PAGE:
This post follows previous Gro Rognstad’s entry about how Product Owners should be supported in Agile process, to allow better results in the development process. My humble contribution wants to show that even in adverse conditions, it is still possible to have a controlled and efficient testing process.
In the past few years, we have been able to witness a major shift in software development methodologies: Agile methods, through their various implementations, are now everywhere. Nowadays, companies that do not have their own Agile Software Development Lifecycle (SDLC) seem to be coming from another age (closer to prehistory than to 21st century).
Nevertheless, when coming to complex projects, Agile methodologies are much tougher to manage than initially foreseen, and a lot of challenges must be solved, due to the increased complexity of interactions between several development teams. Talking specifically about testing (sorry, that’s my job…), our experience shows that in these kinds of complex projects, one should not throw away all the experience acquired during the “prehistoric” times we were talking about at the beginning of this post.
Let’s talk about a real example: two years ago we started a project for a low-cost airline that was (as they usually do in this business) moving very fast in a very competitive market. At that time, a lot of new features were developed and tested during each release cycle. And yes, they were able to deliver the new functionality as planned, and in a rather good shape. Unfortunately, doing such a good job on new functionality had a drawback: not enough time and, more than anything, not enough forward thinking to organize an efficient regression testing process. This problem was particularly critical as almost no part of the system was kept untouched during new releases.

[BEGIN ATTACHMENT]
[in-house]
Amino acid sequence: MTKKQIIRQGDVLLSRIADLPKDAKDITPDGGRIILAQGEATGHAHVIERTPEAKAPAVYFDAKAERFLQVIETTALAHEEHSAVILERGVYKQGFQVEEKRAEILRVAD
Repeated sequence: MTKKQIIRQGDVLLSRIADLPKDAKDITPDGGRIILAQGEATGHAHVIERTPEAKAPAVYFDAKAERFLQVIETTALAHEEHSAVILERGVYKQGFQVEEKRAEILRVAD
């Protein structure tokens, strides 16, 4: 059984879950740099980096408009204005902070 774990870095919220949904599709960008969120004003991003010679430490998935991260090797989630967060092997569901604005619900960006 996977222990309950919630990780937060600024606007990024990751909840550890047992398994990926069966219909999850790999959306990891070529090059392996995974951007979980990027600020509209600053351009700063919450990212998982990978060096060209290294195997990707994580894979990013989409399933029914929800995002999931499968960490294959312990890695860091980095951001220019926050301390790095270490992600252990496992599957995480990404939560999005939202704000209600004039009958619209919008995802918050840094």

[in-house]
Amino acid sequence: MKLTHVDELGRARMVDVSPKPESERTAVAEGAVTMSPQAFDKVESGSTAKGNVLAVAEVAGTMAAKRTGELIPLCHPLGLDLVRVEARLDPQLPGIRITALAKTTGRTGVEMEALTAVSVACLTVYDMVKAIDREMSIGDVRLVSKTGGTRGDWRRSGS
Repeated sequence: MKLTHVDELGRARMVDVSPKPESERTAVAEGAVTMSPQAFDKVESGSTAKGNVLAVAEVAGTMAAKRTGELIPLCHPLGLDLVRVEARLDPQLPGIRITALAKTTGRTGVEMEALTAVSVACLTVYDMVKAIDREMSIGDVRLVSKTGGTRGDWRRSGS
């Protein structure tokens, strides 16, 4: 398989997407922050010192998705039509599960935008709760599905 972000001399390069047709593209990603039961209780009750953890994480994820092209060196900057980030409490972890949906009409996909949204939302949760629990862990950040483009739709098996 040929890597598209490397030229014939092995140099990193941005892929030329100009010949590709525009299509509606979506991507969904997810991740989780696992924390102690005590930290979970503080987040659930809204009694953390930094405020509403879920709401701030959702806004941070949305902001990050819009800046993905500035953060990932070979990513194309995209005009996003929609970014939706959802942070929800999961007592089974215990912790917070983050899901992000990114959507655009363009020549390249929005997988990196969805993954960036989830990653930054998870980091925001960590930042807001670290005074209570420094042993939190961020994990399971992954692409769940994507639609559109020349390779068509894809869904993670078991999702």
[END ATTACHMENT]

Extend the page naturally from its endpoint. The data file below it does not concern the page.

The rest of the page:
Don’t forget that the customer was a low cost airline with a tight budget; because optimization was key, we started by first controlling the regression test process and introducing some TMap® techniques to optimize testing coverage:
- Effort estimation using standard techniques
- Risk based test prioritization
- Optimized test design based on TMap® techniques
These techniques, which are of common use in normal (i.e. not Agile) testing projects, were rather simple to implement and immediately brought profits to the customer, allowing for better control of regression testing process, and limiting defect leakage in production.
Once regression testing process went under control, we started to extend these techniques to the rest of the testing phases, resulting also in benefits on the coverage obtained during the testing of new features. Once again, utilizing “old-world” techniques but maintaining agility helped to join the best of both world: fast movement and quick results but in a controlled and predictable matter, something which is more than important when you really want to go fast…
This post was based on the document created by Isaac Alvarez from Sogeti Spain, which describes in a more detailed way the real story behind this post. Interested to know more? Let me know.